Newton’s particular taste for creative perversity brought him fast recognition in the socio-political Patriarchal environment. Photographing mostly only women, he created particular only to him way to reveal the female sensual intimacy. His technical mastery of knowing how to make use of the light in order to underline the model’s psychological distinctness made his pictures very popular in mass media. Newton was a master of representing the fashion creations as a desired unity of the garment and the body. He emphasized always the erotic proprieties of the model figure as an inseparable peculiarity of his compositions. Almost all his creative work oscillated around suggestive symbolism of the pictorial choreography of chosen parts of the exposed bodies. Most of his pictures contain entire stories, which could be comparable with the synopses for the movies. The symbolic narrative of his works is overwhelming, but in the same time well balanced, not overloaded with the unnecessary elements.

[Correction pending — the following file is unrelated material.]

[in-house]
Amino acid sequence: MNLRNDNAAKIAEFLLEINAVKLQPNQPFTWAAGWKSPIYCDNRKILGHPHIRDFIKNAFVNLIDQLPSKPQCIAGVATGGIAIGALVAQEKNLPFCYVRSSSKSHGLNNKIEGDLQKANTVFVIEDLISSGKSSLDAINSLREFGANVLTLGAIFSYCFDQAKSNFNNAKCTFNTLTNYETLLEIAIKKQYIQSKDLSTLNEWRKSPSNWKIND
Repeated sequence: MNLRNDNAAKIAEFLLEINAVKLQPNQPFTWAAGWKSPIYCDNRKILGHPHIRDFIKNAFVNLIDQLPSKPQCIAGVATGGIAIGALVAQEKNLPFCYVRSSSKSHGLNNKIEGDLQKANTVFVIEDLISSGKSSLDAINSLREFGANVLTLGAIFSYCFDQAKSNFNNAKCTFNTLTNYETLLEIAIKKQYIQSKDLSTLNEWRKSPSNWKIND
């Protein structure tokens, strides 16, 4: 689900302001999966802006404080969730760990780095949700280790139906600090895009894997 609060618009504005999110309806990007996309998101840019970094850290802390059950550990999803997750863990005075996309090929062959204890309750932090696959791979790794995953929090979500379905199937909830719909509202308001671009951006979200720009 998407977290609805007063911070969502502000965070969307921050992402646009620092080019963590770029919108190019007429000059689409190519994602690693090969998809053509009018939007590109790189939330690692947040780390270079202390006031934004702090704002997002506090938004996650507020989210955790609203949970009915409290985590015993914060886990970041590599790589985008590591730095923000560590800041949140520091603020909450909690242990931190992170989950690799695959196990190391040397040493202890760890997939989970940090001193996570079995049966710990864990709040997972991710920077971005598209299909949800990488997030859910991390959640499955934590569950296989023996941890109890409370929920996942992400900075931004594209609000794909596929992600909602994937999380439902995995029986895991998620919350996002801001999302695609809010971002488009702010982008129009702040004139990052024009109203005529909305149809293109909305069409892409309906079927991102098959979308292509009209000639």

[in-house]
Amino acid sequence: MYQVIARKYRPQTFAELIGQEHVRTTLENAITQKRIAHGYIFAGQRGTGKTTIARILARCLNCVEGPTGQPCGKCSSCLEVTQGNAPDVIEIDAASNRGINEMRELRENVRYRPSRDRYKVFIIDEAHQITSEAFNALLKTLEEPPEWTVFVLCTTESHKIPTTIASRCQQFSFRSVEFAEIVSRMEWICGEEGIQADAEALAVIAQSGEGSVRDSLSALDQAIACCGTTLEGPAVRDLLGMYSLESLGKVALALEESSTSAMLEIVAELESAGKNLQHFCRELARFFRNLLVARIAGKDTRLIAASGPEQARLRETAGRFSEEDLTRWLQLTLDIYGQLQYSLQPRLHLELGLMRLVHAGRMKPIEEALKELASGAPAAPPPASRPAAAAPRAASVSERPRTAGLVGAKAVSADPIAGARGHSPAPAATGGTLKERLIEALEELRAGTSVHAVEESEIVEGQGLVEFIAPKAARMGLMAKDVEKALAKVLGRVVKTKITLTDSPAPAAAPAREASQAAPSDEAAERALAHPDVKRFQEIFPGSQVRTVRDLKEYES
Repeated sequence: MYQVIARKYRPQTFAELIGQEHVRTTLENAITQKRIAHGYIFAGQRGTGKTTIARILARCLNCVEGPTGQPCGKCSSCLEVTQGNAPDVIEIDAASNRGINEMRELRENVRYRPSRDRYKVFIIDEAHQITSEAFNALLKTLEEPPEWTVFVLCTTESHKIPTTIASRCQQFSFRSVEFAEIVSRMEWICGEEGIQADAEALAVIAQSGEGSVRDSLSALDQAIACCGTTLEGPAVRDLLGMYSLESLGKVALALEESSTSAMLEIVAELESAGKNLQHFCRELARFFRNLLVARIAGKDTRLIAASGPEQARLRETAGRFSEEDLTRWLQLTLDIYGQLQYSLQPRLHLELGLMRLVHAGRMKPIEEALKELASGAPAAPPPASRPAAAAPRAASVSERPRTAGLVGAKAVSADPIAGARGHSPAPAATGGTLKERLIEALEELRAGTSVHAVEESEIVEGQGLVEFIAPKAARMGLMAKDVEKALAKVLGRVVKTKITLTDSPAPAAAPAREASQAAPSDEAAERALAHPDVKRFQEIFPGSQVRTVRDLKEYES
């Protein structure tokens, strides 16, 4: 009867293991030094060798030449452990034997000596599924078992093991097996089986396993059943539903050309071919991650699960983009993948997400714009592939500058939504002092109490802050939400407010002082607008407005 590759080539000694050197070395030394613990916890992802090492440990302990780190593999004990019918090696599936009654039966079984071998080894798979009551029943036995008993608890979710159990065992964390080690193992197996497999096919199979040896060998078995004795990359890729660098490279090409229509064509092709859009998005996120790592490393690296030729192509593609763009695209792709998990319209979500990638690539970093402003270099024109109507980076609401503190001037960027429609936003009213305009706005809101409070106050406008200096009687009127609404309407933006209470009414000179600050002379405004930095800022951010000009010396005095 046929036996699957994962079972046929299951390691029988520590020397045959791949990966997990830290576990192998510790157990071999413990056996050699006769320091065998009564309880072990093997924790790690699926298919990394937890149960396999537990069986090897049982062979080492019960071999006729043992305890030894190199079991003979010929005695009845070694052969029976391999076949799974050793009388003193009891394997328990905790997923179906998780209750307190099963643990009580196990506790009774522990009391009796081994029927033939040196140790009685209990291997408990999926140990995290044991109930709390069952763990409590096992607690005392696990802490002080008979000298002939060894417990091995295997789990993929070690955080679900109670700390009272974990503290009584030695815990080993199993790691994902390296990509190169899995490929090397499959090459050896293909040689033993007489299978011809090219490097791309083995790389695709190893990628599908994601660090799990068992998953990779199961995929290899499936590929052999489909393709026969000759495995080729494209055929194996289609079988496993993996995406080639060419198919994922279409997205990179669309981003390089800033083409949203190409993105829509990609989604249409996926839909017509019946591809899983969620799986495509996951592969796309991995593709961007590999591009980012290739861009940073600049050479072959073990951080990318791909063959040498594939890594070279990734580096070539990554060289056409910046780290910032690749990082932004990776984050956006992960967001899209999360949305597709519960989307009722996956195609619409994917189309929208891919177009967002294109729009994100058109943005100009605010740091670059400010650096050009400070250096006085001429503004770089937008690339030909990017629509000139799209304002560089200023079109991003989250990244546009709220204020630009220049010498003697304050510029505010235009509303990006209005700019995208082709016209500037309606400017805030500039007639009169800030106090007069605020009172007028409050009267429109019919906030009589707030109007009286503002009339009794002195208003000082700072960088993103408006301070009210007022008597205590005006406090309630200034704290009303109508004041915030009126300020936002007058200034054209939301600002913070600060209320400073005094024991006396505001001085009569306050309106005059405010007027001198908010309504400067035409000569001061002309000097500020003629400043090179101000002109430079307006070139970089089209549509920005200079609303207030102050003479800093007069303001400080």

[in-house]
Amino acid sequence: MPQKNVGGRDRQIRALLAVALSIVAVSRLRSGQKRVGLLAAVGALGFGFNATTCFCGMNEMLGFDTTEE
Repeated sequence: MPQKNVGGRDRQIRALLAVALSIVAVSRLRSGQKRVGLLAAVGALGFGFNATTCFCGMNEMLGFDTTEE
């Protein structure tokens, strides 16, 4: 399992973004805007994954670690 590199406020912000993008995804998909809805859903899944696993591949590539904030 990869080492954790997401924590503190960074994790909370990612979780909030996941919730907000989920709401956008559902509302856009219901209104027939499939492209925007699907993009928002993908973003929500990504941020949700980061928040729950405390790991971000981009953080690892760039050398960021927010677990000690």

In the late nineties the Austrian company Bauwelt decided to hire Newton for a commercial campaign of their garden tools and machinery. The Bauwelt board of directors decided to use Newton’s services for the catalogue of their products after Newton’s very successful commercial campaigns of the medical supplies for companies Bosch and Villeroy.
In the Bauwelt assignment Newton used the female models wearing very tight garment exposing through their transparency the women attributes. The clothing used by the models was created in order to make references to the futuristic comic character, such as Barbarella. In these series of photos female bodies are represented on the edge of sexual harassment. Each photo represents a direct connotation to the sexual compatibility of female body with the machinery and working tools.
One picture from this collection is particularly explicit in its suggestive reference to the similarities in functionality of the woman and machinery. The comparison of the female body to the concrete mixer (see fig.1) might be quiet offensive today to the contemporary awareness of social values in our advanced society. Besides the brilliant composition and the artistic values, this picture has a quiet explosive content. In this specific photo Newton liberated his creative mind by employing the Patriarchal colonial attitude of the perverse irony to the subjected female gender.